Mr. Buettner makes an accurate point in his letter [May 15] focusing on political terminology regarding socialism. But he misses the big picture.
Yes, there’s always been some socialism in our economic system but that doesn’t make the expansion of government desirable. The Founding Fathers were reluctant to go much beyond roads, postal service and defense. That changed in the 20th century. Since the days of Woodrow Wilson lawmakers have wanted to lead us down a path toward collectivism.
In my view, collectivism better describes “democratic socialism.” It’s the opposite of individualism.
The authors of the Constitution revered the unique person. Our ageless document was intended to emphasize his rights and her rights. The rights of groups, ethnicities and classes, while important, were not as indelibly underscored.
One cannot deny the inescapable correlation between the expansion of government and the reduction of personal liberties. Mushrooming laws restrict the individual’s freedoms.
Some laws, of course, are desirable. We’re grateful traffic lights stop other cars when we motor through an intersection. But the trend in America, and throughout the world, is toward increased centralized power and that means repressive laws that control almost everything we do.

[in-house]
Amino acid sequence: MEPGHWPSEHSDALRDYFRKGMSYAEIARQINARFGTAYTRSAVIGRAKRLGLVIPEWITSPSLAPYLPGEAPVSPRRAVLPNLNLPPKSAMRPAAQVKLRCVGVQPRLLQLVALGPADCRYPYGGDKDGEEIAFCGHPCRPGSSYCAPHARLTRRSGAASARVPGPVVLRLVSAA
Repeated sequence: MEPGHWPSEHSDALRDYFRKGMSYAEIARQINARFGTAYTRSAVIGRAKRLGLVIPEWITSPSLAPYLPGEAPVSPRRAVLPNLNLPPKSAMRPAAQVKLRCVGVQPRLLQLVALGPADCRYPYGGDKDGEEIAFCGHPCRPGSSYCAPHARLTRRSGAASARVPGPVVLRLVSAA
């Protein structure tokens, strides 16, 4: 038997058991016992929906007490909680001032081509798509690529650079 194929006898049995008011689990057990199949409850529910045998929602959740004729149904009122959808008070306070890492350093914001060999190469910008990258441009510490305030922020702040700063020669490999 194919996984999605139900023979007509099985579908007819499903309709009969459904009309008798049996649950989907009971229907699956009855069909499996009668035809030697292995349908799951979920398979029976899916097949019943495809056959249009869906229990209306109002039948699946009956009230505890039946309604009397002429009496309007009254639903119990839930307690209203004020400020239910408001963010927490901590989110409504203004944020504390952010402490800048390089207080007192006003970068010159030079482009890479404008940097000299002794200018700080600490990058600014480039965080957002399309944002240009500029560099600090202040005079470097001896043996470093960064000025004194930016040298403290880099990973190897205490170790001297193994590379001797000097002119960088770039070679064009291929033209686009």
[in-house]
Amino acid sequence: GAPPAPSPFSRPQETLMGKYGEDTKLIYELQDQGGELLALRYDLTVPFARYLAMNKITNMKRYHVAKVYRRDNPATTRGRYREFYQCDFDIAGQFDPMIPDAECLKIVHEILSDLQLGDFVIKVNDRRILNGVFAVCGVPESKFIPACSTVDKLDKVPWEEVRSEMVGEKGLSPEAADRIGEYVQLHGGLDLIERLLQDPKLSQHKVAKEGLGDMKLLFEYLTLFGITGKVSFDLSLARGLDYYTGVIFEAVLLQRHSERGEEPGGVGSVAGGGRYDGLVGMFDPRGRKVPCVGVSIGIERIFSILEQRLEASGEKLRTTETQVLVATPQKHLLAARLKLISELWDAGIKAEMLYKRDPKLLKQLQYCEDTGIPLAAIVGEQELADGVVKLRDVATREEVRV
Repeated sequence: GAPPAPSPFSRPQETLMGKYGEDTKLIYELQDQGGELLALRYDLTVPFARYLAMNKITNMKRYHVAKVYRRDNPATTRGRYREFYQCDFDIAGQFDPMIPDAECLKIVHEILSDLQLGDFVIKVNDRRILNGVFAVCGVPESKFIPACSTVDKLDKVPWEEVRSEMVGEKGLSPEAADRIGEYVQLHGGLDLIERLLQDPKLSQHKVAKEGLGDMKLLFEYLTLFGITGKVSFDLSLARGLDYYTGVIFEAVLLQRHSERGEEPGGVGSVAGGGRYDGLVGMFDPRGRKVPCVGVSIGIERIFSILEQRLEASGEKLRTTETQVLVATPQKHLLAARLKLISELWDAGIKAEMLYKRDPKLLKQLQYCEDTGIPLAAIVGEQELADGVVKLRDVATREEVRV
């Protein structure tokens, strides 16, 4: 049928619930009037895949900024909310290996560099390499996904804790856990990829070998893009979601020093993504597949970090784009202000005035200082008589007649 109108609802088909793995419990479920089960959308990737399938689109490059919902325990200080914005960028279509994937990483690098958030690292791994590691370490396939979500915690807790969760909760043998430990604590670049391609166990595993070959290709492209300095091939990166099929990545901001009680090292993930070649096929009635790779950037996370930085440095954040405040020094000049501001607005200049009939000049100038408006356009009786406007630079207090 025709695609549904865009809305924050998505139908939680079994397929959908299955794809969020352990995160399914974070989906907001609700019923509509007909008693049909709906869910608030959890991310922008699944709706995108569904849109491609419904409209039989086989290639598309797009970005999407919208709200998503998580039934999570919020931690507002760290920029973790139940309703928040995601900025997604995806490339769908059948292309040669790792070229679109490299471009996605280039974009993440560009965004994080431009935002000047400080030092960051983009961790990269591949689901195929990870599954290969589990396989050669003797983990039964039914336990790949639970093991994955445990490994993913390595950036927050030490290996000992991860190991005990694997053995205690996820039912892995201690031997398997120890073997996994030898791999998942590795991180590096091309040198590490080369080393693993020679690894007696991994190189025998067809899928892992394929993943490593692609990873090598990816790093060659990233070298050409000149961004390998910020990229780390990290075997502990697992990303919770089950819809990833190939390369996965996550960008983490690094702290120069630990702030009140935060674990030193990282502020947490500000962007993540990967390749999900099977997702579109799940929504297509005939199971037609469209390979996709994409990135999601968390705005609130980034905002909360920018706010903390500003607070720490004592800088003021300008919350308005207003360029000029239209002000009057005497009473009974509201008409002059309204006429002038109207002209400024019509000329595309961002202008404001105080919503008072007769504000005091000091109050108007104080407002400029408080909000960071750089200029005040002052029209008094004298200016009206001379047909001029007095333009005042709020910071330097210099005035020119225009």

Socialism invariably turns into communism and that, as we know, means slavery.
So it’s in our interest to limit government as best we can. Some may feel a democratic socialist republic isn’t a very scary thing. Human nature being what it is, we are usually grateful for governmental largess. But we must understand it comes at a price. It’s not free – whether it’s health care or a college education. Someone pays for it.
Eager recipients may say that’s fine – as long as it’s someone else. But that’s shortsighted and selfish. Sooner or later the bill comes due. How much debt will burden your grandchildren?
Britain’s Margaret Thatcher summed it up decades ago. “Socialism cannot last in the long run,” she said. “Sooner or later you run out of other people’s money.”
Which way should we lean today? We can shrug and say, “Hey, we’re all socialists now. Get used to it.”
We can pursue the dream of many millennials and ask government to give us what we need when we want it. That’s the route from dependency to slavery.
Or we can strive for limited government and trust capitalism, which has rewarded us with the highest standard of living in the world. We can rely on our individual talents and dreams and take full responsibility for our lives and the acquisition of material things.
We need to be concerned about the direction we’re taking. Unlike what the letter writer suggested, our schools should teach the merits of free markets, self-initiative and private endeavors.
I beg to differ, sir. Socialism is indeed a four-letter word.